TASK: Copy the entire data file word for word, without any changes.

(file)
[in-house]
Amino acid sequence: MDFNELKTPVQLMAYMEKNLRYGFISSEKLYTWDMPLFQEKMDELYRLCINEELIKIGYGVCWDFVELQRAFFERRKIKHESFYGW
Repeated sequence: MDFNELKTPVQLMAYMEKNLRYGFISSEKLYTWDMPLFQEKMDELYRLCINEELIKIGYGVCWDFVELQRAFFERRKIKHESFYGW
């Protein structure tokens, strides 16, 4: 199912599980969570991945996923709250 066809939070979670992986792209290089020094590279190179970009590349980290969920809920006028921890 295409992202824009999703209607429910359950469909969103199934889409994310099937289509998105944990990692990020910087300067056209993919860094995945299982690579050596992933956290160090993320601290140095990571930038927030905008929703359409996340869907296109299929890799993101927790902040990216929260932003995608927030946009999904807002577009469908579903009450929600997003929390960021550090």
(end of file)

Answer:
[in-house]
Amino acid sequence: MDFNELKTPVQLMAYMEKNLRYGFISSEKLYTWDMPLFQEKMDELYRLCINEELIKIGYGVCWDFVELQRAFFERRKIKHESFYGW
Repeated sequence: MDFNELKTPVQLMAYMEKNLRYGFISSEKLYTWDMPLFQEKMDELYRLCINEELIKIGYGVCWDFVELQRAFFERRKIKHESFYGW
């Protein structure tokens, strides 16, 4: 199912599980969570991945996923709250 066809939070979670992986792209290089020094590279190179970009590349980290969920809920006028921890 295409992202824009999703209607429910359950469909969103199934889409994310099937289509998105944990990692990020910087300067056209993919860094995945299982690579050596992933956290160090993320601290140095990571930038927030905008929703359409996340869907296109299929890799993101927790902040990216929260932003995608927030946009999904807002577009469908579903009450929600997003929390960021550090």